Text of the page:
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Amjad Ali Khan’s concert on ‘peace, non-violence’ tribute to Gandhi: Guterres

Amjad Ali Khan’s concert on ‘peace, non-violence’ tribute to Gandhi: Guterres
October 25
07:38 2018

By Arul Louis

United Nations, Oct 25 (IANS) With his vision of music transcending nations and religions, sarod virtuoso Amjad Ali Khan lifted the General Assembly chamber from a venue of confrontations to an arena of peace and non-violence as he performed at the UN Day Concert.

Speaking before the concert on Wednesday, Secretary-General Antonio Guterres recalled his visit to Raj Ghat earlier this month and said the concert’s theme of peace and non-violence was a tribute to the legacy of Mahatma Gandhi.

“Amjad Ali Khan and the Refugee Orchestra Project have crossed boundaries and cultures to enrich the societies where they perform. They remind us – as our (UN) Charter reminds us — that our diverse backgrounds are a cause for celebration rather than division,” Guterres said.

Khan performed the “Vaishnava Janato”, the “Ram Dhun”, a Rabindra Sangeet and an Assamese folk song with his sons Amaan and Ayaan on the sarod and Amit Kavthekar on the tabla, and a vocal solo of a qalbana before they were joined by the Refugee Project Orchestra for the evening’s highlight, “Samgam” composed by him.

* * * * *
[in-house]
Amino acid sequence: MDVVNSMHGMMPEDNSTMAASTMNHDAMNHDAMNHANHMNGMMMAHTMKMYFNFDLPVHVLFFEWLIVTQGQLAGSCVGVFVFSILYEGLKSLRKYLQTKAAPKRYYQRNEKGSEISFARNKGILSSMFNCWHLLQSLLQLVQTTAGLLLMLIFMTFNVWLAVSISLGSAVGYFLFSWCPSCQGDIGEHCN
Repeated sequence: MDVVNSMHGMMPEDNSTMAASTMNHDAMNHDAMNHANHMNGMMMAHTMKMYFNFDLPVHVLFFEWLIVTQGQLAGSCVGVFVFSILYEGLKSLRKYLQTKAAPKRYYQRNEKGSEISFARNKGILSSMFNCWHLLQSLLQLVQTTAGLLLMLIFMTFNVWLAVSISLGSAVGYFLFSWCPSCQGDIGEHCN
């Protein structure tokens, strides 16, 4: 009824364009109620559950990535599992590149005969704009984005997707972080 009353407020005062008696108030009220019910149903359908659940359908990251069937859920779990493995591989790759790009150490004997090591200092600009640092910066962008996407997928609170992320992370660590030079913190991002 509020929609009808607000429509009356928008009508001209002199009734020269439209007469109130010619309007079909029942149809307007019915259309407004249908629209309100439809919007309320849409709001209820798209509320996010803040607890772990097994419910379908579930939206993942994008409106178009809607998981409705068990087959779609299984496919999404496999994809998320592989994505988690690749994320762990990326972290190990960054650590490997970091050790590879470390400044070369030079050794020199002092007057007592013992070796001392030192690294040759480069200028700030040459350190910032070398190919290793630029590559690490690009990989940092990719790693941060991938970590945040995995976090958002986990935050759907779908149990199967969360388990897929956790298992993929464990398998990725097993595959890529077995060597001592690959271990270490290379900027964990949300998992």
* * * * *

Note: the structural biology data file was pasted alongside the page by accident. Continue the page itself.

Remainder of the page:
A recording of the entire concert can be viewed online on webtv.un.org

Conducted by Lidiya Yankovskaya, the Refugee Project Orchestra, which brings together musicians who have fled to the US to escape violence and persecution as well as those who are friends and families of refugees, provided an accompaniment of western instruments to the sarod of Khan and his sons for a genre erasing traditional boundaries.Amjad Ali Khan's concert on 'peace, non-violence' tribute to Gandhi: GuterresKhan described it as a collaboration of Indian and western classical music. India’s Permanent Representative Syed Akbaruddin said: “This represents a confluence of musical traditions from the East and from the West. The effort is to portray the world the way it was meant to be not the way the world as it is unfortunately today.”

He quoted Tagore’s poem, “Heaven of Freedom” to describe such a world that “has not been broken up into fragments by narrow domestic walls”.

“India’s musical heritage is a blend of many influences and depicts diversity of our culture, reflects our values of mutual understanding, of tolerance and living together in harmony,” Akbaruddin added.

Khan is the second Indian musician to perform at the annual UN Day Concert, 52 years after Carnatic vocalist M.S. Subbulakshmi’s 1966 appearance.

On August 15, 2016, composer A.R. Rahman performed at an Independence Day concert at the General Assembly.

Introducing his music Khan said: “Music has connected the world and music does not belong to any religion.

“While language creates barriers, even in music, it is possible to transcend the barriers in music,” he said giving the example of the 13th century Sufi saint Hazrat Amir Khusro’s work.

Khusro created a form of qawwali called “qalbana” which is a style of singing ragas in a “language of syllables,” he said.

General Assembly President Maria Fernanda Espinosa said in a video message that 2018, which sees the birth centenary of Nelson Mandela and the start of the 150 birth anniversary of Mahatma Gandhi, is “a celebration of icons of people and principles that have instilled in us values of peace over violence. of dialogue over indifference”.

IANS

 

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